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Aberdeen abuse admit American American flag appear argument ascertaining authority become belonging bound Britain British Government Captain carried cause character Chesapeake claim Class commander communicating concession conduct consequence consider consideration continue convention Correspondence course cruisers deliver detained doubt duty effect employed engaged England English entered example exercise existing fact feeling flag foreign France French give ground Halifax hope humanity important instance instructions justify Leopard less Lieutenant limits Lord master means ment merchant-vessel motives mutual right nations nature necessary never object officer parties peace period persons port practice present principle prove question reasonable reference remove respective returned right of search sailing ship signed slave slave-trade Spain STATION Stevenson suppression suspected suspicion tion trade traffic treaty truth undersigned United vaisseau vessel violation whole
Seite 1 - I will be bound to pay it ten times o'er, On forfeit of my hands, my head, my heart: If this will not suffice, it must appear That malice bears down truth. And I beseech you, Wrest once the law to your authority: To do a great right, do a little wrong, And curb this cruel devil of his will.
Seite 16 - I know of no such men as you describe. The officers that were on the recruiting service for this ship were particularly instructed by the Government, through me, not to enter any deserters from his Britannic Majesty's ships, nor do I know of any being here.
Seite 7 - ... can have no existence on the high seas during peace. The undersigned apprehends, however, that the right of search is not confined to the verification of the nationality of the vessel, but also extends to the object of the voyage and the nature of the cargo. The sole purpose of the British cruisers is to ascertain whether the vessels they meet with are really American or not. The right asserted has, in truth, no resemblance to the right of search, either in principle or practice. It is simply...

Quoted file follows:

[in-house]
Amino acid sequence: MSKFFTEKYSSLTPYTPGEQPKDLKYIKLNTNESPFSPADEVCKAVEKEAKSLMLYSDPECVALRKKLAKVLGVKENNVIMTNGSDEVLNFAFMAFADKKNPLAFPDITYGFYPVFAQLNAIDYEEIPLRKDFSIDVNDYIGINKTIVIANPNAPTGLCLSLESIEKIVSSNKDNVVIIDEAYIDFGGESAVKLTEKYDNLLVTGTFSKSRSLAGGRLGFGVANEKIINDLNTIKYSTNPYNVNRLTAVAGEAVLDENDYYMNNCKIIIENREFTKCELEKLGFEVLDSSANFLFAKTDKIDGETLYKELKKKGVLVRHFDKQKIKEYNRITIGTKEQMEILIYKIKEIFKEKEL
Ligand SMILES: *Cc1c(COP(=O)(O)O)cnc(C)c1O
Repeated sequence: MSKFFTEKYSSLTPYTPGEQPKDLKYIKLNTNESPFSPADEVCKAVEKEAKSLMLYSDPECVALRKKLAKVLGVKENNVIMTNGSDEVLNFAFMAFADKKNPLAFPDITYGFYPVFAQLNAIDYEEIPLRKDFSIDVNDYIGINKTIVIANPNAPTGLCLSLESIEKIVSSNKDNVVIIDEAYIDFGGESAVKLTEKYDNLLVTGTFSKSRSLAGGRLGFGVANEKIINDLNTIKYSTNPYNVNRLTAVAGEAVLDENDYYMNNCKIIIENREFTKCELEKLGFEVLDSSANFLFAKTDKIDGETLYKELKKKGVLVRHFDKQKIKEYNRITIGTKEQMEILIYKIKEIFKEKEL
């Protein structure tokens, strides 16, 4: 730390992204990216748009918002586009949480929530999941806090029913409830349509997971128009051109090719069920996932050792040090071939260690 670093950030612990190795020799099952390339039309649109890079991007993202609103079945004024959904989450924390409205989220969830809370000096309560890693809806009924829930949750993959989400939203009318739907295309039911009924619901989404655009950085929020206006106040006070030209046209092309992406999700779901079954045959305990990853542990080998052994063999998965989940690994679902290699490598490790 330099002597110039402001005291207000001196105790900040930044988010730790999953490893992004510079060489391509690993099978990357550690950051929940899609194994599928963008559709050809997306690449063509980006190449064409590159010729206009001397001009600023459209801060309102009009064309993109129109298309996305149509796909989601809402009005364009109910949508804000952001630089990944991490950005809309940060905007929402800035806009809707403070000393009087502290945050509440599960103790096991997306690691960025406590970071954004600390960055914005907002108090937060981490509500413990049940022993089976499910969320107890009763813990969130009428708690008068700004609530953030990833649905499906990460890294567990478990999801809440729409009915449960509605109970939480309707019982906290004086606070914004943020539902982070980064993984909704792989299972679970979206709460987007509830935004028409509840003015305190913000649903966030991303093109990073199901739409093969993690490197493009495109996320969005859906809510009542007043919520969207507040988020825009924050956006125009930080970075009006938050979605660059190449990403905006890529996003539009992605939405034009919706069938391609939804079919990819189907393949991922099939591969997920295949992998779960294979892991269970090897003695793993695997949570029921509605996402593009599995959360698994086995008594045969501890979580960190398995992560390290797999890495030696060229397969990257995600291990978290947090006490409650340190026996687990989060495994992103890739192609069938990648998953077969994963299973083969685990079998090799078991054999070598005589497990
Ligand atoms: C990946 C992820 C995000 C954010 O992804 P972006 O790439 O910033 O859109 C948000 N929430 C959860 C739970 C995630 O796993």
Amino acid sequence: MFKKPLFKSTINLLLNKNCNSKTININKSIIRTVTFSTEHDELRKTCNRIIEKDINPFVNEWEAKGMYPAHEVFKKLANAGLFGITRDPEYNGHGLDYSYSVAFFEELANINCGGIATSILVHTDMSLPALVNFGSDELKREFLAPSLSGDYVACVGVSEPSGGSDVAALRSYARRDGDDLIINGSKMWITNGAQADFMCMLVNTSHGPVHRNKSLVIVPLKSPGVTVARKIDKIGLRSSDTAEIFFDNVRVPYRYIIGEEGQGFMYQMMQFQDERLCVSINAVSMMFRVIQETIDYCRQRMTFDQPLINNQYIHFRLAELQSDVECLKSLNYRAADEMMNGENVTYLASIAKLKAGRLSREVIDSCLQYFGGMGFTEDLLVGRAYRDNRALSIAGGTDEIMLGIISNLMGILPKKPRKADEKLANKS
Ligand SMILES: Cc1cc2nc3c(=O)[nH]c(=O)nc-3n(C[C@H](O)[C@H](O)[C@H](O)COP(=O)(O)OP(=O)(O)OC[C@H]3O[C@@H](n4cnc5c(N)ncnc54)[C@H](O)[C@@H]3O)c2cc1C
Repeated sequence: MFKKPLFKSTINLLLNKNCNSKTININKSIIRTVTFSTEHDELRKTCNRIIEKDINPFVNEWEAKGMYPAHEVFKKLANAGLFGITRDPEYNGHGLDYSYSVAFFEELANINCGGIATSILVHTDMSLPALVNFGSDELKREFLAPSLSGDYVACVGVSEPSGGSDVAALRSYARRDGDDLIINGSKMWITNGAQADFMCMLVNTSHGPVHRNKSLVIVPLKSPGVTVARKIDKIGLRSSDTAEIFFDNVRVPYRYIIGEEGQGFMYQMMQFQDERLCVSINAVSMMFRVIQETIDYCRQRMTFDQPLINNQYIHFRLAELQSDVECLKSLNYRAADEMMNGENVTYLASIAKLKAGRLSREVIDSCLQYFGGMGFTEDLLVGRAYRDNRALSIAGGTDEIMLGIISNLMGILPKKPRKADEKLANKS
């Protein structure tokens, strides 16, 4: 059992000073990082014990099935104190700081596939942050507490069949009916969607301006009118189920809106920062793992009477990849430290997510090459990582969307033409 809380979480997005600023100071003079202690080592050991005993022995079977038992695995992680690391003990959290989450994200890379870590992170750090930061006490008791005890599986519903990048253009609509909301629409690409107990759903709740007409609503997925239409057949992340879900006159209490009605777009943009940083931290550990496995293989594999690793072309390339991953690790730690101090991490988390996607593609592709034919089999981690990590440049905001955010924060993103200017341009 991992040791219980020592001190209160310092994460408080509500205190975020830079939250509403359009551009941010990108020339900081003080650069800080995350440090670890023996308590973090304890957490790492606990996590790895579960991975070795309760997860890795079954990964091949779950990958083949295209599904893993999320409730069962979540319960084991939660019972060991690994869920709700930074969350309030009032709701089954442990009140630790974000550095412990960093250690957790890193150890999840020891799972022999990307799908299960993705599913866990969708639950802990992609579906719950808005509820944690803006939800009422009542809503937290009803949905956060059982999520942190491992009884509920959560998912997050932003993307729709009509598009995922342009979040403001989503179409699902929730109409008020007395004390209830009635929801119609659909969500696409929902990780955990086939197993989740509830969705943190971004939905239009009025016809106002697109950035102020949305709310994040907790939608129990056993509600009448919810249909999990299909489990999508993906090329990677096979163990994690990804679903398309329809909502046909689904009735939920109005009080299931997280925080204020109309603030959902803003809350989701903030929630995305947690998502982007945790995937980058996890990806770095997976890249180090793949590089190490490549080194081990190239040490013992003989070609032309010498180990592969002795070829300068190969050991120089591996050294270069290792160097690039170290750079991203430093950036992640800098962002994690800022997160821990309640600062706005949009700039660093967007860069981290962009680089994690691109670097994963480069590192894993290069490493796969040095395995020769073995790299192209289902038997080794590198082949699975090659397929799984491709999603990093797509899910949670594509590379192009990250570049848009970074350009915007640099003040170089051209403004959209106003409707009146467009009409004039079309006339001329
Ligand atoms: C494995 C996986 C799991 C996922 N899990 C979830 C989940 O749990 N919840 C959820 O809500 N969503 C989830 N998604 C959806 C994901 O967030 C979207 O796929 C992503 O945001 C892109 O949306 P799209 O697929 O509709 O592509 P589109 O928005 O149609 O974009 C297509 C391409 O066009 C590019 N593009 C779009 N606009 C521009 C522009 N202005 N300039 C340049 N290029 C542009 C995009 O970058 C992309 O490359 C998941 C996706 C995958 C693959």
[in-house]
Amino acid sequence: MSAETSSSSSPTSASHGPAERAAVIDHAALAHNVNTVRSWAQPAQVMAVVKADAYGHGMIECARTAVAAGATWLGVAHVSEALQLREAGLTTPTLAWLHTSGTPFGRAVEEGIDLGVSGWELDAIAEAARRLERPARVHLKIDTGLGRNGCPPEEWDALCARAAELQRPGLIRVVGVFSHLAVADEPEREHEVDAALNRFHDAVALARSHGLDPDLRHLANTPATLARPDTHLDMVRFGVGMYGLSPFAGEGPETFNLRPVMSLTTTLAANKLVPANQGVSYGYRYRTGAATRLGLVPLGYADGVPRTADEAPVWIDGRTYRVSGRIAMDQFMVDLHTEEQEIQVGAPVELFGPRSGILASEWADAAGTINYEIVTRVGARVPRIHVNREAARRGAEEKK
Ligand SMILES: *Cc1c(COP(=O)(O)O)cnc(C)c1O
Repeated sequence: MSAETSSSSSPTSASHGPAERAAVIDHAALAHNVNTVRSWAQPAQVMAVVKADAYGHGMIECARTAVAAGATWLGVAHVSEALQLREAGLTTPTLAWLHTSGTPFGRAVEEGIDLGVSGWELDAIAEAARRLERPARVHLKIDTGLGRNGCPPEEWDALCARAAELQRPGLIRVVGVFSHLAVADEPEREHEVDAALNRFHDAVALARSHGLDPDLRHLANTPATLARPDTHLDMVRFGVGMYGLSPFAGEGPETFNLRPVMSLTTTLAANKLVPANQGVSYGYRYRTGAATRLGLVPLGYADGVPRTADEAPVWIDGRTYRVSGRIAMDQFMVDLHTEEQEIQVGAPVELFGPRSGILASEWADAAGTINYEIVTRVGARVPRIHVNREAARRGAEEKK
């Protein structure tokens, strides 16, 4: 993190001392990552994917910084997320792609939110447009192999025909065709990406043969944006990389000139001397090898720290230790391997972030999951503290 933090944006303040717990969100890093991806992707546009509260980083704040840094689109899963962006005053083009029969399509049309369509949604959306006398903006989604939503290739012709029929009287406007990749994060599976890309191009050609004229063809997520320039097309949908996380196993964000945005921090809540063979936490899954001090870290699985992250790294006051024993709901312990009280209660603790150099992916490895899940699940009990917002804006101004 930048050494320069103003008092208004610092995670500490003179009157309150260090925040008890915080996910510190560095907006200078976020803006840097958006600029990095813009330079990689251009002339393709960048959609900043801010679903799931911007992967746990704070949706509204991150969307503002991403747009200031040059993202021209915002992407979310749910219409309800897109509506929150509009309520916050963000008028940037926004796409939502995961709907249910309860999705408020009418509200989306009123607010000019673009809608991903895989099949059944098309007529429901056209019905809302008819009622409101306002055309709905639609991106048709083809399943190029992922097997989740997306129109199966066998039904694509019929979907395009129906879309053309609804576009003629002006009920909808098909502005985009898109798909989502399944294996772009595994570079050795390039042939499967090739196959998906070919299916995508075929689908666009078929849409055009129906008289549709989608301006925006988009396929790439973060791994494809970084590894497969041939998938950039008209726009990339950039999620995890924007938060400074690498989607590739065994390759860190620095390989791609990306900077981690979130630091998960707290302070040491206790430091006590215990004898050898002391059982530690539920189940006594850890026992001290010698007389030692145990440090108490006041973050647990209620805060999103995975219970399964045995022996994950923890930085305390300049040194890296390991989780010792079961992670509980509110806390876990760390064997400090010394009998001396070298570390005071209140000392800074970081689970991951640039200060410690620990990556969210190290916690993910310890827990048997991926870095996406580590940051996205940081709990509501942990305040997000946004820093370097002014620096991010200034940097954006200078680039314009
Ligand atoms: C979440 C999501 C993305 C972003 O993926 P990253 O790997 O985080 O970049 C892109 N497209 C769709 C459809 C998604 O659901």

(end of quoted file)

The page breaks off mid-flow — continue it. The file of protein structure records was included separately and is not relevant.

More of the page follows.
Seite 9 - In answer to this question, the undersigned can at once refer to the avowed and constant practice of the United States, whose cruisers, especially in the Gulf of Mexico, by the admission of their public journals, are notoriously in the habit of examining all suspicious vessels, whether sailing under the English flag, or any other.
Seite 8 - ... reasonable suspicion exists that the American flag has been abused for the purpose of covering the vessel of another nation, it would appear scarcely credible, had it not been made manifest by the repeated...
Seite 15 - ... captain of her this order, and to require to search his ship for the deserters from the before-mentioned ships, and to proceed and search for the same ; and if a similar demand should be made by the American, he is to be permitted to search for any deserters from their service, according to the customs and usage of civilized nations on terms of peace and amity with each other.
Seite 15 - Majesty's consul, as well as the captains of the ships from which the said men had deserted : " The captains and commanders of his Majesty's ships and vessels under my command are therefore hereby required and directed, in case of meeting with the American frigate
Seite 9 - British cruisers have no pretension, in any manner, to interfere. Such vessels must be permitted, if engaged in it, to enjoy a monopoly of this unhallowed trade; but the British government will never endure that the fraudulent use of the American flag shall extend the iniquity to other nations, by whom it is abhorred, and who have entered into solemn treaties with this country for its entire suppression.
Seite 7 - The undersigned again renounces, as he has already done in the most explicit terms, any right on the part of the British government to search American vessels in time of peace. The right of search, except when specially conceded by treaty, is a purely belligerent right, and can have no existence on the high seas during peace. The undersigned apprehends, however, that the right of search is not confined to the verification of the nationality of the vessel, but...